- excretory duct,
- excretory ductule of lacrimal gland,
- excretory gland,
- excretory system,
Origin of excruciating
verb (used with object), ex·cru·ci·at·ed, ex·cru·ci·at·ing.
Origin of excruciate
Examples from the Web for excruciating
Her back popped, leaving the former softball star frozen in excruciating pain.
The pain was so excruciating that talking was difficult for the man.
Bucca ignored what must have been excruciating pain as he made his way to the bedside of Police Officer Steven McDonald.
I was in pain everywhere, my pelvic area was in excruciating pain.
That is my faith, even if the pain of the present moment is too excruciating to envision what it might be.
What does it not pay of excruciating suspense, of hateful, laborious forebearance and unnatural self-denial?The Wanderer (Volume 1 of 5)|Fanny Burney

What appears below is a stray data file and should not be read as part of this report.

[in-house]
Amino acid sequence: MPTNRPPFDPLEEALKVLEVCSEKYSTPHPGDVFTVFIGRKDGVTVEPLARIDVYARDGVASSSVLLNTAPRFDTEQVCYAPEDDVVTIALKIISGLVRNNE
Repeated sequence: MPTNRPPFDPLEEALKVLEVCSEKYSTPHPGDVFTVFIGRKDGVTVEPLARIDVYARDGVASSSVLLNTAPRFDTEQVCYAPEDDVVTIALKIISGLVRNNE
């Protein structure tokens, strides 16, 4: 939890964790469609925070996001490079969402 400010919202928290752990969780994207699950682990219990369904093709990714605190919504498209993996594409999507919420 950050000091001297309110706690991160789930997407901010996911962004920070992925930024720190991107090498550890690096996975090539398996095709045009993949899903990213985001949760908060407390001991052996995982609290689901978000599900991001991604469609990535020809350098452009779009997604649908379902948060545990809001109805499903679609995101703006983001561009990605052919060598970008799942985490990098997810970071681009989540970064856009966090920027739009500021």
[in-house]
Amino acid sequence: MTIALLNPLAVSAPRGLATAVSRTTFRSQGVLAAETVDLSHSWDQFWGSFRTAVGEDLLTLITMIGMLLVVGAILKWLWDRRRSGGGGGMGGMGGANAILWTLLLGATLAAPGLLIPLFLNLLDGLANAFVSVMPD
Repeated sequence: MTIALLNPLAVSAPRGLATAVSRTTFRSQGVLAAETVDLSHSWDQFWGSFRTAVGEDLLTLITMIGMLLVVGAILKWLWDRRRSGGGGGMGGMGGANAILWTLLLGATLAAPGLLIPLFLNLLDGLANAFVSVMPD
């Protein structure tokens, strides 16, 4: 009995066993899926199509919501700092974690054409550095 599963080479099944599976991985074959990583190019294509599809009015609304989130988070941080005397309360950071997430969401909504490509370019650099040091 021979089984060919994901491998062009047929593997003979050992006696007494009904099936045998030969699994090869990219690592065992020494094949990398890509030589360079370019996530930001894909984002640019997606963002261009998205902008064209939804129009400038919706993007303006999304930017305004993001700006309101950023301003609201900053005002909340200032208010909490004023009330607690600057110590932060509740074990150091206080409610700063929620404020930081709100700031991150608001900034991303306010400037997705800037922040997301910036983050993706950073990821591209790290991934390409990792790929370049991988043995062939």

When the subject is caused to walk, symptoms of excruciating pain are manifested in all acute cases of laminitis.Lameness of the Horse|John Victor Lacroix
The blood gushed out before he had finished, the pain was excruciating, but he showed no sign of flinching.Long Live the King|Guy Boothby
Here the excruciating anguish of the father, overcame that of the dying man.A Simple Story|Mrs. Inchbald
"Then we'll push on at once," she gasped, as if speech itself were an excruciating effort.Mistress Wilding|Rafael Sabatini
Word Origin for excruciate
1590s, present participle adjective from excruciate. Related: Excruciatingly.
1560s, from Latin excruciatus, past participle of excruciare "to torture, torment, rack, plague;" figuratively "to afflict, harass, vex, torment," from ex- "out, thoroughly" (see ex-) + cruciare "cause pain or anguish to," literally "crucify," from crux (genitive crucis) "cross."